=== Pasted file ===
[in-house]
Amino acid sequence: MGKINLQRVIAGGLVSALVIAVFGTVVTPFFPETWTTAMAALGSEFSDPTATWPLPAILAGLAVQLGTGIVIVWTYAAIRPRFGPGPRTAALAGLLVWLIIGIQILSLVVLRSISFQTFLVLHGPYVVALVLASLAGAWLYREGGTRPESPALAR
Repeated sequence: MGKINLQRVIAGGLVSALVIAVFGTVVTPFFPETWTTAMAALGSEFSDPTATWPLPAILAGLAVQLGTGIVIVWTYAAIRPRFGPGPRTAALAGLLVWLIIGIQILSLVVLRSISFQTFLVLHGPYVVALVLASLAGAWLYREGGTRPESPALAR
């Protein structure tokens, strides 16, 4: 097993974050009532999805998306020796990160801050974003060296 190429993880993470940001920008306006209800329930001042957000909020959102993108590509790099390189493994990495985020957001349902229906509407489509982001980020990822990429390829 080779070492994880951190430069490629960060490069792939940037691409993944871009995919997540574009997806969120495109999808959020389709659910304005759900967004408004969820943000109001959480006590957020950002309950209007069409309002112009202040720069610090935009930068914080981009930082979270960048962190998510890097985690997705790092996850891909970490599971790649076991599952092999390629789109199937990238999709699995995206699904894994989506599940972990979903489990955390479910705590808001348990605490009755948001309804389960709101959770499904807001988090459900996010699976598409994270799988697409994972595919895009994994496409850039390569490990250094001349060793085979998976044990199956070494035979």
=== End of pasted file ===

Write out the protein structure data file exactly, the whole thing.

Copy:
[in-house]
Amino acid sequence: MGKINLQRVIAGGLVSALVIAVFGTVVTPFFPETWTTAMAALGSEFSDPTATWPLPAILAGLAVQLGTGIVIVWTYAAIRPRFGPGPRTAALAGLLVWLIIGIQILSLVVLRSISFQTFLVLHGPYVVALVLASLAGAWLYREGGTRPESPALAR
Repeated sequence: MGKINLQRVIAGGLVSALVIAVFGTVVTPFFPETWTTAMAALGSEFSDPTATWPLPAILAGLAVQLGTGIVIVWTYAAIRPRFGPGPRTAALAGLLVWLIIGIQILSLVVLRSISFQTFLVLHGPYVVALVLASLAGAWLYREGGTRPESPALAR
């Protein structure tokens, strides 16, 4: 097993974050009532999805998306020796990160801050974003060296 190429993880993470940001920008306006209800329930001042957000909020959102993108590509790099390189493994990495985020957001349902229906509407489509982001980020990822990429390829 080779070492994880951190430069490629960060490069792939940037691409993944871009995919997540574009997806969120495109999808959020389709659910304005759900967004408004969820943000109001959480006590957020950002309950209007069409309002112009202040720069610090935009930068914080981009930082979270960048962190998510890097985690997705790092996850891909970490599971790649076991599952092999390629789109199937990238999709699995995206699904894994989506599940972990979903489990955390479910705590808001348990605490009755948001309804389960709101959770499904807001988090459900996010699976598409994270799988697409994972595919895009994994496409850039390569490990250094001349060793085979998976044990199956070494035979």